Content inspired by the book "The Gap and the Gain" by Dan Sullivan and Dr. Benjamin Hardy
In the Declaration of Independence, Thomas Jefferson wrote about 3 unalienable rights given by our creator using the phrase "Life, Liberty and the pursuit of happiness". Although Jefferson's intention was good, he missed the mark about happiness being something that you pursue. This notion helped shape the culture in America that happiness is unattainable.
By saying happiness is something we are pursuing, the implication is that we do not have it now. By embracing the never ending pursuit of happiness, we rob ourselves from the accomplishments of who we are today, and what we have achieved to this point in our lives. When you are chasing happiness externally, it is because you are disconnected internally, and constantly trying to fill a gap. Instead, choose happiness now and expand upon your happiness as you measure gains in your life.
Ideals are not something you actually ever achieve. Trying to pursue an ideal always puts you in the gap. Ideals are like the horizon in the desert, they illuminate the path ahead, but, are immeasurable, unreachable and constantly moving. Ideals are not something to measure yourself against and a much better formula for happiness, confidence and success is to measure backwards. By doing so you liberate yourself from the gap, you get off the never ending treadmill of working harder trying to reach an unreachable goal, and you stop comparing or competing with anyone else.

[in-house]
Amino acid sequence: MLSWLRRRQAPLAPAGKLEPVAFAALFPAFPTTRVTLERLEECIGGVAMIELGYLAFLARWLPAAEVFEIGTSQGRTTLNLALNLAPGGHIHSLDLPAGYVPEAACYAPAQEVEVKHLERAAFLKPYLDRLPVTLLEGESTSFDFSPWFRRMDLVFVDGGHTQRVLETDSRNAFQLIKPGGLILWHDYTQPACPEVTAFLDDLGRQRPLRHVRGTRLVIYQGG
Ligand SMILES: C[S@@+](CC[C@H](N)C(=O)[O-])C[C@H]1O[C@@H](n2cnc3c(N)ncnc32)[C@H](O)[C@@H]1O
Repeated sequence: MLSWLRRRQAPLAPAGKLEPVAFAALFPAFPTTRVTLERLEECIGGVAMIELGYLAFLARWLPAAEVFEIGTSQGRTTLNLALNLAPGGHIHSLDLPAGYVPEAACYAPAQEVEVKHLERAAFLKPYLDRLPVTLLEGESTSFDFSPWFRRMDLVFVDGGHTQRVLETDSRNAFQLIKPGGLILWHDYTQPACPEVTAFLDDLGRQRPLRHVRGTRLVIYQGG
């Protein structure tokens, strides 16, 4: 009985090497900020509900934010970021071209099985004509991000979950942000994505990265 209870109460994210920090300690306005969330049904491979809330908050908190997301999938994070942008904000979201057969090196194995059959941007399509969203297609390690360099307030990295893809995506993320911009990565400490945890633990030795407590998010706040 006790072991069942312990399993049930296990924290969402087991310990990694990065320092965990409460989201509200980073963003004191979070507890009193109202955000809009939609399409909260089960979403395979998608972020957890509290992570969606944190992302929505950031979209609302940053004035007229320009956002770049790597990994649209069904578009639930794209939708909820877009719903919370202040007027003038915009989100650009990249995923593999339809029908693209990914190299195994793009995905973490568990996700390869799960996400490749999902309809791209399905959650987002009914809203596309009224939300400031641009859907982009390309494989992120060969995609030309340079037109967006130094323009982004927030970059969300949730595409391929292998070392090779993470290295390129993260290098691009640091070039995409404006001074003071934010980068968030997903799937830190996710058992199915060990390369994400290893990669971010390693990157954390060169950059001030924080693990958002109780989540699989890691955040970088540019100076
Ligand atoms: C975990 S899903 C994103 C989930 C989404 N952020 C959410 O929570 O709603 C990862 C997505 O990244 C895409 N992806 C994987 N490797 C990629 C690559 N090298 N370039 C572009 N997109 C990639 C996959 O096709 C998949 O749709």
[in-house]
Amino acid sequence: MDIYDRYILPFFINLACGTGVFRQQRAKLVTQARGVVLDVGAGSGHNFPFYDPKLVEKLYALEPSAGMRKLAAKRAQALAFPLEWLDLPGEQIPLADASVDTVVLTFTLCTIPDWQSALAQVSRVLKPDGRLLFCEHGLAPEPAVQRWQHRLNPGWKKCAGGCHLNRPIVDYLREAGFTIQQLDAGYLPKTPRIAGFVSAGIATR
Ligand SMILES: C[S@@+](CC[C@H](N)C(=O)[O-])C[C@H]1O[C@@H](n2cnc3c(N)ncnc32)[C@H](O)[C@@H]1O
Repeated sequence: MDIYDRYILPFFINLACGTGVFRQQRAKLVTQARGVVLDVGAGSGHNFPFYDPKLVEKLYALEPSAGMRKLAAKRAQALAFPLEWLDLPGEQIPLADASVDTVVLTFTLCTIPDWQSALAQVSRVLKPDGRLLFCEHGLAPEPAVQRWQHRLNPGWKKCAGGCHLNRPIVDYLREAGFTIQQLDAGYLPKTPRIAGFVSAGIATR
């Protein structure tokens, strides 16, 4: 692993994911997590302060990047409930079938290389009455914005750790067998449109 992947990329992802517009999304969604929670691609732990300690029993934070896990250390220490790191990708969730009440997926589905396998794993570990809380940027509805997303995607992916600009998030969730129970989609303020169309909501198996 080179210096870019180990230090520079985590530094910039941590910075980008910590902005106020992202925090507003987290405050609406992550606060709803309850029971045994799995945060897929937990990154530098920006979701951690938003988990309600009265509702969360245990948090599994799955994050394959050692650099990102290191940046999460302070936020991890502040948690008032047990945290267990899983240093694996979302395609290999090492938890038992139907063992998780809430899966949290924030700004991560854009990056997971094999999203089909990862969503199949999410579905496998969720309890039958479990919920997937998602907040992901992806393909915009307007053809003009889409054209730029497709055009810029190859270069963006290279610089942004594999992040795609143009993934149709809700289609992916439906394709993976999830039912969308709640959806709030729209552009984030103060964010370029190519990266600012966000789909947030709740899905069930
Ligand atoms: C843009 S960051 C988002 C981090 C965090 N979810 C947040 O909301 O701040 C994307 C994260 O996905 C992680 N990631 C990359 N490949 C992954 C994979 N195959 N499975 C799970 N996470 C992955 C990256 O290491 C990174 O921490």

Why is living in the gain important?
A recent poll revealed that only about 14% of adults say they are very happy. Research also shows that happy people live up to 10 years longer than unhappy people. The way to be happy is to not measure your happiness against an ideal. Instead, always measure backwards. Focus on the gains you are making. Happiness should always be your starting point. It should expand when you realize the gains you've made.